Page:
We call it Chateaux P*rn. It’s ideal for passing the time during boring online meetings which are the mainstay of our lives during the Covid pandemic.
It’s possible to be visible to your colleagues during tedious and unnecessary hour-long zoom meetings and, at the same time, be browsing through the range of cheap castles on Bien-Ici.com. By the way, that’s French for “It’s good here.”
And that is the point. It does look so very good there, or Là as the French say. Which is why I have decided to share my Australian “ici” with the French “Là”.
For the price of my modest villa near Sydney, I can buy a beautiful Chateau in the French countryside. Yes, we have all watched Escape to the Chateau. (What is with the orange hair?) I have no interest in renovation. I will not be buying a dump. I will be buying something that is already magnificent. But there are still so many decisions to make.
Going back to Chateaux P*rn, one problem with p*rn is that there is so much of it and not all of it is quality. Houses in France are the same. There are hundreds of websites with literally thousands of old stone piles in villages dotted all across the country. How to decide where to live? I’ve narrowed it down to about half the country now – somewhere in Nouvelle Aquitaine or Occitanie, which is pretty much the entire south west of the country. Luckily the pandemic is still going so I have hundreds of hours worth of zoom meetings still to go. I CAN DO IT!
I voraciously buy advice books from Amazon but they all seem to be aimed at either young families seeking a better life or retirees fleeing post brexit England. Yawn. I’m a very realistic person but the whole point of this exercise is to dream. Let’s not ruin it with boring details about notaires, bureaucracy and bank accounts. (Also these books have all been self published by people who refuse to invest in a proofreader.)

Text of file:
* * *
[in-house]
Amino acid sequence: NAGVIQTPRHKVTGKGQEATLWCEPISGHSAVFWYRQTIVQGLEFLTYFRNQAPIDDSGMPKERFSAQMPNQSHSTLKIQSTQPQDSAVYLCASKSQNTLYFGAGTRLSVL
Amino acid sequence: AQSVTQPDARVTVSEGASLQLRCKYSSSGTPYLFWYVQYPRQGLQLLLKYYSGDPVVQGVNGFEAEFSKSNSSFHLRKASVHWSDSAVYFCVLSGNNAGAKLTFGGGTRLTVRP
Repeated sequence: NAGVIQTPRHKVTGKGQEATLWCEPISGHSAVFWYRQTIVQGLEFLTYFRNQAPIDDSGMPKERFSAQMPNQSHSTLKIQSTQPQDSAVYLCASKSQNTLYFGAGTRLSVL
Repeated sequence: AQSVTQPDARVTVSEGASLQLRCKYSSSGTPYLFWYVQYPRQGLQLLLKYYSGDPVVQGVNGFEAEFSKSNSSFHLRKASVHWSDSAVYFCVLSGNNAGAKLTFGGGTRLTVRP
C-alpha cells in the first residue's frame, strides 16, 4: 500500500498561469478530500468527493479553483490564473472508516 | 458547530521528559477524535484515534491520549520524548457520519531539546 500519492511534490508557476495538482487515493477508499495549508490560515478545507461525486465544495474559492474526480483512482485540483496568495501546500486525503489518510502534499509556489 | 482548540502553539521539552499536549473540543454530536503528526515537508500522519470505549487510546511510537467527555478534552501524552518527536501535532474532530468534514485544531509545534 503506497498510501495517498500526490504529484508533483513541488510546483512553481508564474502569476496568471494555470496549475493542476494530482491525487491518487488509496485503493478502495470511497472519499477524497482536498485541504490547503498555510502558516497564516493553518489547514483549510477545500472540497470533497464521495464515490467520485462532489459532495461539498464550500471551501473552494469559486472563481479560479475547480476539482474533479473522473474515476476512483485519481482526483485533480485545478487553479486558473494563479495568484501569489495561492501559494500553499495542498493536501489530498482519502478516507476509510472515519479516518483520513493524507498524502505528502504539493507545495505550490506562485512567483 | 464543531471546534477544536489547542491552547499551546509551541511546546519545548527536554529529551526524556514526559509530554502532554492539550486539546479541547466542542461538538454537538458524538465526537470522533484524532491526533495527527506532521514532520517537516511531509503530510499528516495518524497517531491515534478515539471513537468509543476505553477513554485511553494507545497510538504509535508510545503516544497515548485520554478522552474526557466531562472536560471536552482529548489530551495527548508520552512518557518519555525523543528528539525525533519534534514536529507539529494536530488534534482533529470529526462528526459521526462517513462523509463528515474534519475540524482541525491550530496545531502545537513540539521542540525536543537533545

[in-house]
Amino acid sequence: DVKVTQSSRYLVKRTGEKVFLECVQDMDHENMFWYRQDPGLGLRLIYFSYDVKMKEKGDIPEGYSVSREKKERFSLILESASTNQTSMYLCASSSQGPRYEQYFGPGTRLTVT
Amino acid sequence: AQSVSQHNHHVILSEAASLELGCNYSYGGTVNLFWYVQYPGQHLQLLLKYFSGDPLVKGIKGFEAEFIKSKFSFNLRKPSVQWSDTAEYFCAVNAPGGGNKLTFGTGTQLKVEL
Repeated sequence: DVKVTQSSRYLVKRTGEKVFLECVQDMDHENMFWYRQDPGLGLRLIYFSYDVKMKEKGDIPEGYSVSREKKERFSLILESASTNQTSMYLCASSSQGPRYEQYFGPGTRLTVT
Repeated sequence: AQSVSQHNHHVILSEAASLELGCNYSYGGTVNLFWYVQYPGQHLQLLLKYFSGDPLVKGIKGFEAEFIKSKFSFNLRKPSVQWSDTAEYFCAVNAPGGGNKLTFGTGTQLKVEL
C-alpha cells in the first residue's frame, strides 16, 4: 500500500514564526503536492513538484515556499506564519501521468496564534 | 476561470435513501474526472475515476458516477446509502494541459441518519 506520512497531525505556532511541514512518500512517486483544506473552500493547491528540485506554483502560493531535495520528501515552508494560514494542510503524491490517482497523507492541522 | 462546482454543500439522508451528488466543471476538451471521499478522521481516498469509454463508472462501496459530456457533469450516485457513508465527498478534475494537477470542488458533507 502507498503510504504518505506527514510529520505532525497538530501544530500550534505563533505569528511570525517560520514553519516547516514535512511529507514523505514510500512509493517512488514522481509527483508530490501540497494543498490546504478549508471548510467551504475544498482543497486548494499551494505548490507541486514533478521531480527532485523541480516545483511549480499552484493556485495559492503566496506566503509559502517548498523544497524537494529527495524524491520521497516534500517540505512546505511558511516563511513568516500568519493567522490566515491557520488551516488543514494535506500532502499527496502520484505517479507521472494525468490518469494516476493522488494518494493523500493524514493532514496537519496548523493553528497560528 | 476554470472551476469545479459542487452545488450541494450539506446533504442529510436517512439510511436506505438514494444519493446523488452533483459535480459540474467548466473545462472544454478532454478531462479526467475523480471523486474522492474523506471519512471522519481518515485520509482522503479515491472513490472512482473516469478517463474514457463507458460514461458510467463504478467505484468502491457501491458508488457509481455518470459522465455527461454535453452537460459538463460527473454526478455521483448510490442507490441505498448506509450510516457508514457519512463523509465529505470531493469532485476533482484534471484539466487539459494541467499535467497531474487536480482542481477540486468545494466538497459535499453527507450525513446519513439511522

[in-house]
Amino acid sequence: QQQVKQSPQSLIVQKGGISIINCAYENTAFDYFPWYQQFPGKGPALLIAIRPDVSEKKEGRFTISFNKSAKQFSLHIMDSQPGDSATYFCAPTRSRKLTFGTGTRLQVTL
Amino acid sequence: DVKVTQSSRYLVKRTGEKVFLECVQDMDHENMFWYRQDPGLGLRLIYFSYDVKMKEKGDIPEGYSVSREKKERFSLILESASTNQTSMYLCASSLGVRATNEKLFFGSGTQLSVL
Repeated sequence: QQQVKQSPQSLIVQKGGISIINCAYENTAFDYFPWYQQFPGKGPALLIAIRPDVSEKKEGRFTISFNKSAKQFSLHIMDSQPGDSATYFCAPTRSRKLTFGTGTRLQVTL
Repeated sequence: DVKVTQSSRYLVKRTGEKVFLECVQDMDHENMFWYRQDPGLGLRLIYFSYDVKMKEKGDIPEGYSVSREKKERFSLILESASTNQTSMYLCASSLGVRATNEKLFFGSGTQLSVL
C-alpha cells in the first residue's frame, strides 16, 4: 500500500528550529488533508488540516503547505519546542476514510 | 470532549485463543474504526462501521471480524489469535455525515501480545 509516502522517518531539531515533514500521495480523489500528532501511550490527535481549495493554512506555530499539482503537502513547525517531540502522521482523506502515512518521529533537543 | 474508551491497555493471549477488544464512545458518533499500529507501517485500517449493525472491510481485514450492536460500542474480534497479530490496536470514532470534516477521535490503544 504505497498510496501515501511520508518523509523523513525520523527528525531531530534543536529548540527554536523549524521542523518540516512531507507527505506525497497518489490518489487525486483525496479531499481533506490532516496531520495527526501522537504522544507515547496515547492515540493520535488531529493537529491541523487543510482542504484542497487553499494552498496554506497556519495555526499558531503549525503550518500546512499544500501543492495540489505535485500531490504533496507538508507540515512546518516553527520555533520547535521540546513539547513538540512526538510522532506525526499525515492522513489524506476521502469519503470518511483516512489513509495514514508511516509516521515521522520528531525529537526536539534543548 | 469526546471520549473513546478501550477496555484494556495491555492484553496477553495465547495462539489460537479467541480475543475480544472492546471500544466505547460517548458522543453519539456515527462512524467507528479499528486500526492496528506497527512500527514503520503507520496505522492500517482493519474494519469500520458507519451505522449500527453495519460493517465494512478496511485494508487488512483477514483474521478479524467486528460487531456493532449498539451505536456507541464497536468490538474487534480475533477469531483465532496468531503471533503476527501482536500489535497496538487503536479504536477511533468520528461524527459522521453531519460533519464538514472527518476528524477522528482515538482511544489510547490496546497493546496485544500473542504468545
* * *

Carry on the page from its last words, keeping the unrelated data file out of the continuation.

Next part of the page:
That’s not me. Me and my friend hatched this idea a few years ago when we travelled to Paris. Back then it was just a dream; something to look forward to when our sons finished school and stopped needing us. At the time that seemed so far away it was like a fairy tale.
Fast forward to 2021 and in three months I’m escaping the nanny state that is Australia and starting la vie francais. With a year’s headstart on my friend, I’m the advance party – I’m like the Bear Grylls of wine and cheese hunting.
The next three months will be about narrowing down the options for the villages we might want to live in. To be honest that will mainly be done by making sure they have at least one bar and two single men. Perhaps the other way round?
When I first arrive in France, I’m heading to Villefranche sur Mer, between Nice and Monaco, to learn French – 40 hours a week for a month. This is a live-in course where there is no speaking English at all. I’m pretty sure it will be harder than anything I’ve done since school. Actually, scrub that. I found school easy. Maybe it will be as difficult as getting a tradesman to come to your house or finding a normal man on an online dating site.
But the thing you need to know about me is once I decide to do something, I’m all in. I don’t expect to make a New French Life without fully embracing French culture. For example, I commit to only drinking French wine. And to make it easier my main French statement will be “Je suis australienne. Je ne viens pas d’angleterre.” Look it up on Google Translate. It means “I’m an Aussie. I’m definitely not English.”
And after I’ve been to French school, I’m going to live in a couple of these French villages; check out the bar and the single blokes, then see what happens. I’m going to share my ici with là.